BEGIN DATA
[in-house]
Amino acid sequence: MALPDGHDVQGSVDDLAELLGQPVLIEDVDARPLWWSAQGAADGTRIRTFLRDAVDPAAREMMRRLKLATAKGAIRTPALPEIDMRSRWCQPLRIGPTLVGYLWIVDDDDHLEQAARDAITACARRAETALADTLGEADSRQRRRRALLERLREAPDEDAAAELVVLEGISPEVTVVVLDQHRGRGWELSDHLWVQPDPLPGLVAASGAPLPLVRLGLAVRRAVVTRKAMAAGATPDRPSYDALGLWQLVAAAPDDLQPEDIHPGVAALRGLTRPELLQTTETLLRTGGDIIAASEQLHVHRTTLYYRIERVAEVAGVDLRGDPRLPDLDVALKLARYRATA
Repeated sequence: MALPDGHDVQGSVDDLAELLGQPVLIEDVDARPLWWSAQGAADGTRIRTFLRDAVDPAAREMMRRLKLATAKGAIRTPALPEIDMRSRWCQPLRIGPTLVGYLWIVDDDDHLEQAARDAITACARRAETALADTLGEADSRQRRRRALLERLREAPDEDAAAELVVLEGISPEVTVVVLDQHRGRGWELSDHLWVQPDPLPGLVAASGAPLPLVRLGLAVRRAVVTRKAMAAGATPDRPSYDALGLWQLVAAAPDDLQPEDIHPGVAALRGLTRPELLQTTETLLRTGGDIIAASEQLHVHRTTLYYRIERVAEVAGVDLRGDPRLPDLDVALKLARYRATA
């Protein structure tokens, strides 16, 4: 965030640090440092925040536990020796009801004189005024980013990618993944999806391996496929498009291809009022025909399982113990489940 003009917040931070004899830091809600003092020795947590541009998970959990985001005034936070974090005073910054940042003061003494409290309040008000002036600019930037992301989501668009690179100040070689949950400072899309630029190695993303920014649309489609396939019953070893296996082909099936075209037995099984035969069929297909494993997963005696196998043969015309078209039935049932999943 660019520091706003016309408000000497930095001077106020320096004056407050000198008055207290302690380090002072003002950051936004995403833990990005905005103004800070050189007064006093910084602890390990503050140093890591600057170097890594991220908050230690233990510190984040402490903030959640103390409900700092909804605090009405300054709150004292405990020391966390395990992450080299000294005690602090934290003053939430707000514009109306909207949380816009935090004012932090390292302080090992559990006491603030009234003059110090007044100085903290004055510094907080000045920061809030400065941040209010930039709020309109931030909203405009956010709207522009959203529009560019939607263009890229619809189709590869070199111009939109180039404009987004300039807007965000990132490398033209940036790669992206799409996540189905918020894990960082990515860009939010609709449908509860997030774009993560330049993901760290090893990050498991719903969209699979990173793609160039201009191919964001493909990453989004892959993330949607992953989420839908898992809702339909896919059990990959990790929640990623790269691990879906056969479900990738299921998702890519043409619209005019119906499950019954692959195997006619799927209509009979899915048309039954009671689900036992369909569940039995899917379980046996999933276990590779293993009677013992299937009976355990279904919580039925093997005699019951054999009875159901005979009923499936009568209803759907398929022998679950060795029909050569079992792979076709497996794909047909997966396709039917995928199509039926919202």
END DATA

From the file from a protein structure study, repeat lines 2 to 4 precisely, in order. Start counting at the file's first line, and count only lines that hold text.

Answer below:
Amino acid sequence: MALPDGHDVQGSVDDLAELLGQPVLIEDVDARPLWWSAQGAADGTRIRTFLRDAVDPAAREMMRRLKLATAKGAIRTPALPEIDMRSRWCQPLRIGPTLVGYLWIVDDDDHLEQAARDAITACARRAETALADTLGEADSRQRRRRALLERLREAPDEDAAAELVVLEGISPEVTVVVLDQHRGRGWELSDHLWVQPDPLPGLVAASGAPLPLVRLGLAVRRAVVTRKAMAAGATPDRPSYDALGLWQLVAAAPDDLQPEDIHPGVAALRGLTRPELLQTTETLLRTGGDIIAASEQLHVHRTTLYYRIERVAEVAGVDLRGDPRLPDLDVALKLARYRATA
Repeated sequence: MALPDGHDVQGSVDDLAELLGQPVLIEDVDARPLWWSAQGAADGTRIRTFLRDAVDPAAREMMRRLKLATAKGAIRTPALPEIDMRSRWCQPLRIGPTLVGYLWIVDDDDHLEQAARDAITACARRAETALADTLGEADSRQRRRRALLERLREAPDEDAAAELVVLEGISPEVTVVVLDQHRGRGWELSDHLWVQPDPLPGLVAASGAPLPLVRLGLAVRRAVVTRKAMAAGATPDRPSYDALGLWQLVAAAPDDLQPEDIHPGVAALRGLTRPELLQTTETLLRTGGDIIAASEQLHVHRTTLYYRIERVAEVAGVDLRGDPRLPDLDVALKLARYRATA
């Protein structure tokens, strides 16, 4: 965030640090440092925040536990020796009801004189005024980013990618993944999806391996496929498009291809009022025909399982113990489940 003009917040931070004899830091809600003092020795947590541009998970959990985001005034936070974090005073910054940042003061003494409290309040008000002036600019930037992301989501668009690179100040070689949950400072899309630029190695993303920014649309489609396939019953070893296996082909099936075209037995099984035969069929297909494993997963005696196998043969015309078209039935049932999943 660019520091706003016309408000000497930095001077106020320096004056407050000198008055207290302690380090002072003002950051936004995403833990990005905005103004800070050189007064006093910084602890390990503050140093890591600057170097890594991220908050230690233990510190984040402490903030959640103390409900700092909804605090009405300054709150004292405990020391966390395990992450080299000294005690602090934290003053939430707000514009109306909207949380816009935090004012932090390292302080090992559990006491603030009234003059110090007044100085903290004055510094907080000045920061809030400065941040209010930039709020309109931030909203405009956010709207522009959203529009560019939607263009890229619809189709590869070199111009939109180039404009987004300039807007965000990132490398033209940036790669992206799409996540189905918020894990960082990515860009939010609709449908509860997030774009993560330049993901760290090893990050498991719903969209699979990173793609160039201009191919964001493909990453989004892959993330949607992953989420839908898992809702339909896919059990990959990790929640990623790269691990879906056969479900990738299921998702890519043409619209005019119906499950019954692959195997006619799927209509009979899915048309039954009671689900036992369909569940039995899917379980046996999933276990590779293993009677013992299937009976355990279904919580039925093997005699019951054999009875159901005979009923499936009568209803759907398929022998679950060795029909050569079992792979076709497996794909047909997966396709039917995928199509039926919202």